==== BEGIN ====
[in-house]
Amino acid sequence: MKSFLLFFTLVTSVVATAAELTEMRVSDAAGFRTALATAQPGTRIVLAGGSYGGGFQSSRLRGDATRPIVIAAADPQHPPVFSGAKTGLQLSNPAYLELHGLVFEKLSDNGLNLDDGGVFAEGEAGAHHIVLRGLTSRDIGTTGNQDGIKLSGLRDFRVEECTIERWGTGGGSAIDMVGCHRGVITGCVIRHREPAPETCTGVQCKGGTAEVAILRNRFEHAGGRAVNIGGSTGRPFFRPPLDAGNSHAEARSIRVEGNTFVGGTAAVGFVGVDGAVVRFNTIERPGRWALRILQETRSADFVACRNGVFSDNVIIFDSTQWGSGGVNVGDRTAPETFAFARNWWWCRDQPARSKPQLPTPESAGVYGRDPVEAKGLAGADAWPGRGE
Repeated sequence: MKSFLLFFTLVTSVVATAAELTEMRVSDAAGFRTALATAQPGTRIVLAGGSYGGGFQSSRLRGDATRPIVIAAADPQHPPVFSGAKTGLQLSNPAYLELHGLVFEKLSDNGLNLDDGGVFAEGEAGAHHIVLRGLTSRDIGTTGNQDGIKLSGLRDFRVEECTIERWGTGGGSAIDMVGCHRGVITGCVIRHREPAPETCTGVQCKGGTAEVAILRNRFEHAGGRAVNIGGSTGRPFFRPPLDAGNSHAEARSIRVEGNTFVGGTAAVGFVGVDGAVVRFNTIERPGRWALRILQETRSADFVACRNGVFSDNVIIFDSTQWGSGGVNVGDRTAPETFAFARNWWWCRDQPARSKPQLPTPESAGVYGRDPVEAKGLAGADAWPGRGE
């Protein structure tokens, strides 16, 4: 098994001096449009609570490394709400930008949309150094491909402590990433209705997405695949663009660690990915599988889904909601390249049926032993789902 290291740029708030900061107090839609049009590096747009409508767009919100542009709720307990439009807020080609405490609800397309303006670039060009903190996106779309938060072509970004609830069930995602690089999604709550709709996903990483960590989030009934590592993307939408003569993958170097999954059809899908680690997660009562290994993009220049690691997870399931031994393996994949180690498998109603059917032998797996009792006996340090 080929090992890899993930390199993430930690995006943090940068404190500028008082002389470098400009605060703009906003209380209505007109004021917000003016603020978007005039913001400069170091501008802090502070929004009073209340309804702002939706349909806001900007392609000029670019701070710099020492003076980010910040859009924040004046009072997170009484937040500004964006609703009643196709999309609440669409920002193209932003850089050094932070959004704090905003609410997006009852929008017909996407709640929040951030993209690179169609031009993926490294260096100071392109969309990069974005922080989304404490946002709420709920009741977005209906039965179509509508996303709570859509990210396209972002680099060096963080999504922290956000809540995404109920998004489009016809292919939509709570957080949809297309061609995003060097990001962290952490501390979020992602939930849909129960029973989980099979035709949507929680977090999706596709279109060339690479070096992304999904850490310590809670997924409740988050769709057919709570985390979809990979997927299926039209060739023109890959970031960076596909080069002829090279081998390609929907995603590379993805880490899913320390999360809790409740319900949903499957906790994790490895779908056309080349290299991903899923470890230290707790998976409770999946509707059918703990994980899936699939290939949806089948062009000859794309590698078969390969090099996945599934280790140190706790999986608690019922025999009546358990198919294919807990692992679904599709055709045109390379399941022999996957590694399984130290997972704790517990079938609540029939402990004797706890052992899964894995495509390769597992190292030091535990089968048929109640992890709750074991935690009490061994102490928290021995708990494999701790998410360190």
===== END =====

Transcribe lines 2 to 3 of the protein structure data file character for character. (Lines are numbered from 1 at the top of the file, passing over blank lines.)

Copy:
Amino acid sequence: MKSFLLFFTLVTSVVATAAELTEMRVSDAAGFRTALATAQPGTRIVLAGGSYGGGFQSSRLRGDATRPIVIAAADPQHPPVFSGAKTGLQLSNPAYLELHGLVFEKLSDNGLNLDDGGVFAEGEAGAHHIVLRGLTSRDIGTTGNQDGIKLSGLRDFRVEECTIERWGTGGGSAIDMVGCHRGVITGCVIRHREPAPETCTGVQCKGGTAEVAILRNRFEHAGGRAVNIGGSTGRPFFRPPLDAGNSHAEARSIRVEGNTFVGGTAAVGFVGVDGAVVRFNTIERPGRWALRILQETRSADFVACRNGVFSDNVIIFDSTQWGSGGVNVGDRTAPETFAFARNWWWCRDQPARSKPQLPTPESAGVYGRDPVEAKGLAGADAWPGRGE
Repeated sequence: MKSFLLFFTLVTSVVATAAELTEMRVSDAAGFRTALATAQPGTRIVLAGGSYGGGFQSSRLRGDATRPIVIAAADPQHPPVFSGAKTGLQLSNPAYLELHGLVFEKLSDNGLNLDDGGVFAEGEAGAHHIVLRGLTSRDIGTTGNQDGIKLSGLRDFRVEECTIERWGTGGGSAIDMVGCHRGVITGCVIRHREPAPETCTGVQCKGGTAEVAILRNRFEHAGGRAVNIGGSTGRPFFRPPLDAGNSHAEARSIRVEGNTFVGGTAAVGFVGVDGAVVRFNTIERPGRWALRILQETRSADFVACRNGVFSDNVIIFDSTQWGSGGVNVGDRTAPETFAFARNWWWCRDQPARSKPQLPTPESAGVYGRDPVEAKGLAGADAWPGRGE